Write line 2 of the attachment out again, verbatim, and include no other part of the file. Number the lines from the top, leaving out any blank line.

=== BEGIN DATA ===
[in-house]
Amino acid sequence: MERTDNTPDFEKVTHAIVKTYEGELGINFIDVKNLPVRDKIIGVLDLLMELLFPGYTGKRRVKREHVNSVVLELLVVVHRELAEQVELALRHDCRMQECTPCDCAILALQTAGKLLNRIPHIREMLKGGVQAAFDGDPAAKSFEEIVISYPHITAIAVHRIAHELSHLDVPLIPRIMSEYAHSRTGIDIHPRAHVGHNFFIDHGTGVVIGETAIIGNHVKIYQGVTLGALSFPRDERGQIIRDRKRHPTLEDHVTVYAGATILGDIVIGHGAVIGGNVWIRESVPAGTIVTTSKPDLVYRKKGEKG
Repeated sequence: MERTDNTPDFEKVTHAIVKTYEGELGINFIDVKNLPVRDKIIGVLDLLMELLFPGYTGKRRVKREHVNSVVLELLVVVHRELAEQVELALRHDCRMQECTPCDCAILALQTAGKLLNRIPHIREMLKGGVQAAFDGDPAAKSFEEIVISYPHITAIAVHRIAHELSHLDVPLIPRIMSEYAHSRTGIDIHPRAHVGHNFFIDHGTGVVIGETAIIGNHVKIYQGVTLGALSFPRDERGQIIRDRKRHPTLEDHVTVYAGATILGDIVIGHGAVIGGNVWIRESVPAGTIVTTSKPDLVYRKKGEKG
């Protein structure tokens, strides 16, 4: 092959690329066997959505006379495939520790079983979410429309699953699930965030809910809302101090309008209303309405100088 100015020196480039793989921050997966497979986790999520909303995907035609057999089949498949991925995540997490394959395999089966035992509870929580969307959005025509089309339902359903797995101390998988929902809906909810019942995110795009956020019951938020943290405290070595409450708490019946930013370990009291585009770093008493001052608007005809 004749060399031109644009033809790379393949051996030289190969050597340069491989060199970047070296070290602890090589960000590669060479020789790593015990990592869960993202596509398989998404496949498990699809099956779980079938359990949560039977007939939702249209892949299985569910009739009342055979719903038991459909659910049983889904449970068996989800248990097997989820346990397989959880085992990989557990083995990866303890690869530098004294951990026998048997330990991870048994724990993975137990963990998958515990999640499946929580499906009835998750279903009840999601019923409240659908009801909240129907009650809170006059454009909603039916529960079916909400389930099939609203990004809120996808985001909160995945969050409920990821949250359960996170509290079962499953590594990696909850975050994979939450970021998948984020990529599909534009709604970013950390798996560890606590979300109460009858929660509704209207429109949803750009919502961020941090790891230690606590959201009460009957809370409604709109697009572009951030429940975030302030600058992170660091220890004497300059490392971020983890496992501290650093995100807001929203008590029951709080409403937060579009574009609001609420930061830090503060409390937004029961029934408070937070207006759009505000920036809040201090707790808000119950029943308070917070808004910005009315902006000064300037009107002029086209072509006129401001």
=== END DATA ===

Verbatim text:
Amino acid sequence: MERTDNTPDFEKVTHAIVKTYEGELGINFIDVKNLPVRDKIIGVLDLLMELLFPGYTGKRRVKREHVNSVVLELLVVVHRELAEQVELALRHDCRMQECTPCDCAILALQTAGKLLNRIPHIREMLKGGVQAAFDGDPAAKSFEEIVISYPHITAIAVHRIAHELSHLDVPLIPRIMSEYAHSRTGIDIHPRAHVGHNFFIDHGTGVVIGETAIIGNHVKIYQGVTLGALSFPRDERGQIIRDRKRHPTLEDHVTVYAGATILGDIVIGHGAVIGGNVWIRESVPAGTIVTTSKPDLVYRKKGEKG